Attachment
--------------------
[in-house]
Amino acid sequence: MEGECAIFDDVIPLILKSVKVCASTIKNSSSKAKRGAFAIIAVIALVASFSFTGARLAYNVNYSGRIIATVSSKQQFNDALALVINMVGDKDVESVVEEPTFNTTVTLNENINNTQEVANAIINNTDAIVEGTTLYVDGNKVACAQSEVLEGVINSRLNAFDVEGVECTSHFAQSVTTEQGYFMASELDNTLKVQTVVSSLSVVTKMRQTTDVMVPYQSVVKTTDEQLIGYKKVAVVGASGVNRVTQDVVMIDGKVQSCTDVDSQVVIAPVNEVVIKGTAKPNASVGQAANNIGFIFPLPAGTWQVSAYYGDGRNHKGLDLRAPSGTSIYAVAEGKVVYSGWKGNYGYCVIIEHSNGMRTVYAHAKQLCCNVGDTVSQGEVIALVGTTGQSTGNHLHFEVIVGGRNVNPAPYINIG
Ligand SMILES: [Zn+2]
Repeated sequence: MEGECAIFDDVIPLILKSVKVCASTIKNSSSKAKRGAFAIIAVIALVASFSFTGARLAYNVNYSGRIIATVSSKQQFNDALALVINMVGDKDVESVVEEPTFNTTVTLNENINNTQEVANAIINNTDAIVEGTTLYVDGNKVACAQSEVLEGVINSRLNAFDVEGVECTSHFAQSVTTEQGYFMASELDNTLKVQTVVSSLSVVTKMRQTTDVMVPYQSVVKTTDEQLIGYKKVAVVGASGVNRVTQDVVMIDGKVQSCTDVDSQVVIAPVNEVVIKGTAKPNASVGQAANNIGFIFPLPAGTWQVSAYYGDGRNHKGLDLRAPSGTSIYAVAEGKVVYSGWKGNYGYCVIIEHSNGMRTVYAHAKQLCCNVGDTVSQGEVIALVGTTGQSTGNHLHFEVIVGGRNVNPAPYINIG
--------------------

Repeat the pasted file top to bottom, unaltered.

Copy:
[in-house]
Amino acid sequence: MEGECAIFDDVIPLILKSVKVCASTIKNSSSKAKRGAFAIIAVIALVASFSFTGARLAYNVNYSGRIIATVSSKQQFNDALALVINMVGDKDVESVVEEPTFNTTVTLNENINNTQEVANAIINNTDAIVEGTTLYVDGNKVACAQSEVLEGVINSRLNAFDVEGVECTSHFAQSVTTEQGYFMASELDNTLKVQTVVSSLSVVTKMRQTTDVMVPYQSVVKTTDEQLIGYKKVAVVGASGVNRVTQDVVMIDGKVQSCTDVDSQVVIAPVNEVVIKGTAKPNASVGQAANNIGFIFPLPAGTWQVSAYYGDGRNHKGLDLRAPSGTSIYAVAEGKVVYSGWKGNYGYCVIIEHSNGMRTVYAHAKQLCCNVGDTVSQGEVIALVGTTGQSTGNHLHFEVIVGGRNVNPAPYINIG
Ligand SMILES: [Zn+2]
Repeated sequence: MEGECAIFDDVIPLILKSVKVCASTIKNSSSKAKRGAFAIIAVIALVASFSFTGARLAYNVNYSGRIIATVSSKQQFNDALALVINMVGDKDVESVVEEPTFNTTVTLNENINNTQEVANAIINNTDAIVEGTTLYVDGNKVACAQSEVLEGVINSRLNAFDVEGVECTSHFAQSVTTEQGYFMASELDNTLKVQTVVSSLSVVTKMRQTTDVMVPYQSVVKTTDEQLIGYKKVAVVGASGVNRVTQDVVMIDGKVQSCTDVDSQVVIAPVNEVVIKGTAKPNASVGQAANNIGFIFPLPAGTWQVSAYYGDGRNHKGLDLRAPSGTSIYAVAEGKVVYSGWKGNYGYCVIIEHSNGMRTVYAHAKQLCCNVGDTVSQGEVIALVGTTGQSTGNHLHFEVIVGGRNVNPAPYINIG